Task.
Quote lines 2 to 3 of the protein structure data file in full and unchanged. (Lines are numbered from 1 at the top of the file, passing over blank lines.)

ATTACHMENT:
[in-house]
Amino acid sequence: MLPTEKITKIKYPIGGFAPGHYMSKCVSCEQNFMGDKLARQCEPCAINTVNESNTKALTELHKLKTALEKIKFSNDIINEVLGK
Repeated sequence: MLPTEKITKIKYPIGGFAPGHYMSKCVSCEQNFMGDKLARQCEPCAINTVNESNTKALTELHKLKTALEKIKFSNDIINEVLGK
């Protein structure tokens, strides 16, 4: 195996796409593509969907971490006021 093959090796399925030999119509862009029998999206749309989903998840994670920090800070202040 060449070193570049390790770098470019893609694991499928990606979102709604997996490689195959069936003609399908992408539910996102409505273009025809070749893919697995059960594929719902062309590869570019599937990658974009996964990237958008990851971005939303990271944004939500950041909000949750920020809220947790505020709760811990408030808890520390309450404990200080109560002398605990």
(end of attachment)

Amino acid sequence: MLPTEKITKIKYPIGGFAPGHYMSKCVSCEQNFMGDKLARQCEPCAINTVNESNTKALTELHKLKTALEKIKFSNDIINEVLGK
Repeated sequence: MLPTEKITKIKYPIGGFAPGHYMSKCVSCEQNFMGDKLARQCEPCAINTVNESNTKALTELHKLKTALEKIKFSNDIINEVLGK